I’m not into 9/11 remembrances. This is not because I don’t have respect for the events that happened or the families who lost loved ones. Although I bore firsthand witness to the events, I was lucky enough not to have lost anyone personally, and I just don’t feel I have anything to add to the conversation. Since 9/11 is an everyday thought for most of us over a certain age, I prefer not to magnify it on its anniversary.
But today, eleven years and two days later, I was thinking about the (old) World Trade Center. Usually when I think of the WTC, the first image in my head is not, believe it or not, a pair of rectangular smokestacks. In fact it’s not any image of the skyscrapers from outside or above. I usually think of the WTC the way I saw it for almost two years: from below and inside.
My first two years living here, I really lived in Jersey City, New Jersey. For those not familiar with the Tri-State Area, Jersey City is directly across the Hudson River from Manhattan, just a 5-10 minute train ride away. I took that train, the PATH, from my stop in Journal Square either to 33rd Street in Midtown, or (more frequently) to the World Trade Center station, in the bowels of one of the towers.
I didn’t take these photos; I found them on About.com and from Skyscraperpage.com. But they fairly well illustrate some of the sites I’d see on my way to work or out for a night on the town. This photo shows a down escalator headed to the PATH station. In fact, there are today escalators in the same location headed to the same station, but before 2001 they were enclosed rather than open-air.
One thing I wish I could find a photo of was the Commuter’s Cafe, a bar located just to the right as you come off the escalators, just before the turnstiles. I’ll never forget the first time I saw it. Gazing inside as I rushed from the PATH to the E train, I saw a dark but lively space, businessmen and -women grabbing a Scotch before they headed back to Jersey. Its sign was one of those fonts that screamed 70s (much like the bar itself), brown cartoonish letters stuck onto the shopping mall-style faux marble Trade Center wall. Alicia Bridges’ disco hit “I Love The Nightlife” blared from the stereo, promising passers-by an evening the bar could never hope to deliver. It was really an airport bar in the middle of lower Manhattan. I never had the pleasure of going inside; at age 24-25 I no doubt considered the Commuter’s Cafe too lame for my time or money. Days after the attacks, I remember seeing an NBC camera crew forage into this very spot, showing viewers the inside of the bar. It looked like the war zone it was, that is, wrecked. Yet strangely the bottles and glasses on the shelves were intact, unbroken.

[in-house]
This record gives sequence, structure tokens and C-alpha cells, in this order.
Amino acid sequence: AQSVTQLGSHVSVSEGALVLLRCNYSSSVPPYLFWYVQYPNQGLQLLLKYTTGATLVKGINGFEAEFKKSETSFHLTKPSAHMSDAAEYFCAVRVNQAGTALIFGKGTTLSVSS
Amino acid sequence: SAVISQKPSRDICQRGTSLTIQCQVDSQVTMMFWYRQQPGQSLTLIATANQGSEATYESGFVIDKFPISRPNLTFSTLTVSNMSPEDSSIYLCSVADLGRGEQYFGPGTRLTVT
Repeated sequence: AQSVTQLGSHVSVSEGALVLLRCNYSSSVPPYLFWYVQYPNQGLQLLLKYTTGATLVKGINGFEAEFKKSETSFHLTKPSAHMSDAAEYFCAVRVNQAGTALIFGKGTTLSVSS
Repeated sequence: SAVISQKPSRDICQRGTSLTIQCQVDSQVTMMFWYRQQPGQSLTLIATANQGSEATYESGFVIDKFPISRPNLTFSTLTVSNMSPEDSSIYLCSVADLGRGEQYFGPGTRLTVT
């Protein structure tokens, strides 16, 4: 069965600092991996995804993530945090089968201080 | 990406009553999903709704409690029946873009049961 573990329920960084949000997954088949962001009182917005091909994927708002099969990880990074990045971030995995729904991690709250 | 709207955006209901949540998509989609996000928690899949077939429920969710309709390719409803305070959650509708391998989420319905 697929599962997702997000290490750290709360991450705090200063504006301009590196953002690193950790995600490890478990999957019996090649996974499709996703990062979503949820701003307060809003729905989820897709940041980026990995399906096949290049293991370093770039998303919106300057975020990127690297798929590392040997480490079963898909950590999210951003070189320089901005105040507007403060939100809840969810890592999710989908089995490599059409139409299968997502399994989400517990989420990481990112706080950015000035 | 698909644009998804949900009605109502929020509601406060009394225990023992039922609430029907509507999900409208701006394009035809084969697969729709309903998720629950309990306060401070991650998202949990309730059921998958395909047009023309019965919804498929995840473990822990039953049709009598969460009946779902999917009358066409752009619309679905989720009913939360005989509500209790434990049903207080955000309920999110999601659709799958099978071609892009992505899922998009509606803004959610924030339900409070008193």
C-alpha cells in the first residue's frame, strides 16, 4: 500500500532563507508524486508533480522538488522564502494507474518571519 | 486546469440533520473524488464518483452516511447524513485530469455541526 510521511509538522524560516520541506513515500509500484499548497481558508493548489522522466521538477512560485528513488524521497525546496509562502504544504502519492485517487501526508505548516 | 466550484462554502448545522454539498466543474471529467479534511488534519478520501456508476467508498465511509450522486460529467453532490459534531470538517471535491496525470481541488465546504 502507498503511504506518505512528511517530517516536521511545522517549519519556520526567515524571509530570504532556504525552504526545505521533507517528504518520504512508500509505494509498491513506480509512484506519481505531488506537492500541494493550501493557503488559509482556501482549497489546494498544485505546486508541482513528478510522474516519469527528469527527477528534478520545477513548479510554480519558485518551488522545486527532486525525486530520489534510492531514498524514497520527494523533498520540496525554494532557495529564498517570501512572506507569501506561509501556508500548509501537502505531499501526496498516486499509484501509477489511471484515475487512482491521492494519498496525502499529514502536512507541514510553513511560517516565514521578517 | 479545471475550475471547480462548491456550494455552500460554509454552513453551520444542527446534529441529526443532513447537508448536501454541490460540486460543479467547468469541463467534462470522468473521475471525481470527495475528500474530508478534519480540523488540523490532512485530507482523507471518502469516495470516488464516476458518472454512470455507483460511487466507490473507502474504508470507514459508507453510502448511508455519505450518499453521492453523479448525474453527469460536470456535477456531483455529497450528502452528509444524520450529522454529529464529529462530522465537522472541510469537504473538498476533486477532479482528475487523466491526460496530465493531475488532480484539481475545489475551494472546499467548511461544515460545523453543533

If anyone has any images of the Commuter’s Cafe, I’d love to see them. The only morsels I could find online were from HudsonCity.net, which shows a menu from the Cafe from the early 60s. That means the bar and grill predated the World Trade Center (completed in 1973). As you can tell from the illustration on the cover, it had a street entrance with an address of 32 (Church Street?) near the PATH entrance or “Hudson Tubes” as they were sometimes called.
And here’s a peak inside the menu:
HudsonCity.net says the $6.50 filet mignon would be roughly $43 in 2006 dollars, which places this menu at about 1963. In 2012 that works out to a little more than $48.
The escalators led up to a ground-level shopping mall, the entrance to which can be seen here:
The shopping mall was like most malls. It had a Borders bookstore, a Sbarro pizzeria, a J. Crew, even (sign of the times alert) a Warner Brothers store. (I bought a set of superhero pint glasses there.) There was also an airline ticket counter with a few major U.S. airlines, presumably for the convenience of business travelers.
The mall may have looked dated, but the World Trade Center had a gorgeous lobby, modern but timeless. Light from outdoors poured in through the tall, narrow windows, and flags from every nation hung inside.
From the lobby’s upper level, an indoor overpass that doubled sometimes as a marketplace of sorts connected one of the towers to the World Financial Center on the other side of the West Side Highway.
Another place I never saw, but would have loved to, was the observatory and the Windows on the World restaurant. From the 107th floor, the view and the dining experience must have given one a sense of what it was like to live through the triumphant 20s, when man conquered Manhattan’s clouds with ever-taller skyscrapers.
Alas, as with many attractions, I assumed it would always be there for me. At the time of the attacks, I was commuting daily to work on Canal Street via the WTC. Since it was summer, I would arrive at the PATH station, ride the escalators, make my way out to Church Street, and walk the rest of the way. That morning I was lucky enough to have gone to the gym in Hoboken and fallen behind schedule. By the time I showered and was leaving I saw on the TVs near the treadmills that the towers had been hit. They were still standing when I got to the waterfront not five minutes later. The rest, as you know, is history.
For a plethora of images (and even a video) of the World Trade Center, from construction to destruction and in between, check out this thread.
And, because I hate to end on a maudlin note, here’s a cameo role from the Twin Towers in a 1982 made-for-TV movie starring Tom Hanks. It’s a classic.